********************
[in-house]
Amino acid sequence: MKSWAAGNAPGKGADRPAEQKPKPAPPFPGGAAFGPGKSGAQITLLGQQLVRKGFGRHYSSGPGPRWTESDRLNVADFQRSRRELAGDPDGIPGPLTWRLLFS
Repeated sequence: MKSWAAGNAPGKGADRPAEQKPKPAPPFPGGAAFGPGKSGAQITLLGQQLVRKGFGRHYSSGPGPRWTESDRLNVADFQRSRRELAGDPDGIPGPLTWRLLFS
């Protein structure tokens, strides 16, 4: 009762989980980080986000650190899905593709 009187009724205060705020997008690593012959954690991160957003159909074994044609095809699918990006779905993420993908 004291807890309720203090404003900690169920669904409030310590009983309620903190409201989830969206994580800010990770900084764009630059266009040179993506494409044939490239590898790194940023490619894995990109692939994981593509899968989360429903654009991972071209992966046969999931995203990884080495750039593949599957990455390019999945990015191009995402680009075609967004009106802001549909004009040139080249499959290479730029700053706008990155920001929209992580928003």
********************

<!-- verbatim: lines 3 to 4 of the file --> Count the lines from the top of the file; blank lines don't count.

Repeated sequence: MKSWAAGNAPGKGADRPAEQKPKPAPPFPGGAAFGPGKSGAQITLLGQQLVRKGFGRHYSSGPGPRWTESDRLNVADFQRSRRELAGDPDGIPGPLTWRLLFS
């Protein structure tokens, strides 16, 4: 009762989980980080986000650190899905593709 009187009724205060705020997008690593012959954690991160957003159909074994044609095809699918990006779905993420993908 004291807890309720203090404003900690169920669904409030310590009983309620903190409201989830969206994580800010990770900084764009630059266009040179993506494409044939490239590898790194940023490619894995990109692939994981593509899968989360429903654009991972071209992966046969999931995203990884080495750039593949599957990455390019999945990015191009995402680009075609967004009106802001549909004009040139080249499959290479730029700053706008990155920001929209992580928003």